The beautiful new book Bulge: American allows players to field brand new tanks. Surely the Jumbo and Easy Eight will have caught your attention too? However, true romantics know that the infantry is the queen of battles and the new book certainly doesn’t leave romantics like me disappointed. Bulge: American allows you to deploy four infantry formations. In the article we will review them to learn more about how they are composed, their training, their motivation, their strengths and even those of weakness.

Battle Weary Armoured Rifle

Given that the new book is heavily focused on the new American tanks, it is not surprising that the first proposed infantry formation is the Armoured Rifle, the mechanized infantry that is able to keep up with the armoured spearheads of the United States Army.

Armoured Rifle Company units are veteran units hardened from years of war. Some have served in North Africa and Italy while the less experienced departments are still active in Europe since D-Day. All of these experiences are represented in the game by the Is Hit On value which is Careful 4+. This is the best value available and has a big impact on the gaming table. Taking advantage of a cover or even just being stationary in open field the infantry becomes concealed and will be hit at 5+. We went from a 50% to a 33% chance of being hit. If they do not fire while concealed the opponents need a 6+ so they will only hit the target 16% of the time. This makes Careful infantry such as Battle Weary Armoured Rifles a great option for garrisoning targets as they can take a lot of fire with low casualties. This is also true of artillery fire which is particularly effective against infantry.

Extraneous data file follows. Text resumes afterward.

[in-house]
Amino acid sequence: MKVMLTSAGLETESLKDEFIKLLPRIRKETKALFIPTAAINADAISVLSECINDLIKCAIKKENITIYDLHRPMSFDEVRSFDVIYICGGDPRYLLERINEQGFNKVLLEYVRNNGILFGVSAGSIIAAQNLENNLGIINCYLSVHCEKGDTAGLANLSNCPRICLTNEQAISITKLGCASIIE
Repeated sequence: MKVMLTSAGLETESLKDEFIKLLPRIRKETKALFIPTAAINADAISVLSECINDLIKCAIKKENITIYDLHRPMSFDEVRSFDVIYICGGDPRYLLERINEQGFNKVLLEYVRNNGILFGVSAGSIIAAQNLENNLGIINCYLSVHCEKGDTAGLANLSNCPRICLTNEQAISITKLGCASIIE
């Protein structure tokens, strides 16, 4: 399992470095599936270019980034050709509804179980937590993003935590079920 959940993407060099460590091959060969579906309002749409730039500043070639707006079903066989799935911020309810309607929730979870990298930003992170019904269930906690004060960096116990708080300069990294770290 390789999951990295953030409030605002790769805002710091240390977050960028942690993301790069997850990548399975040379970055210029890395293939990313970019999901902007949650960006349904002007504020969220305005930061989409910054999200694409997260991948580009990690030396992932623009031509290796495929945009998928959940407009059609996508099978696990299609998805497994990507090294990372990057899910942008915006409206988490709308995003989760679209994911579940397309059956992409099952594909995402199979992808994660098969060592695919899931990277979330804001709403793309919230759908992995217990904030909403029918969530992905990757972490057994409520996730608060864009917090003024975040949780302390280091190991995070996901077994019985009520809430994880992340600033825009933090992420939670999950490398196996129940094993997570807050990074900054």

The Carful rating also gives it an important advantage during assaults. Since an attacking unit is knocked back by defenders if it is hit by 5 or more hits (unless it is Large Platoon) and having a 50% chance of being hit helps a lot. Even without concealment or smoke the defender will need 10 hits to pin a Battle Weary Armoured Platoon, statistically speaking. Unfortunately I have happened to see my own platoons pinned by only 5 shots but using concealment or smoke is always a good idea.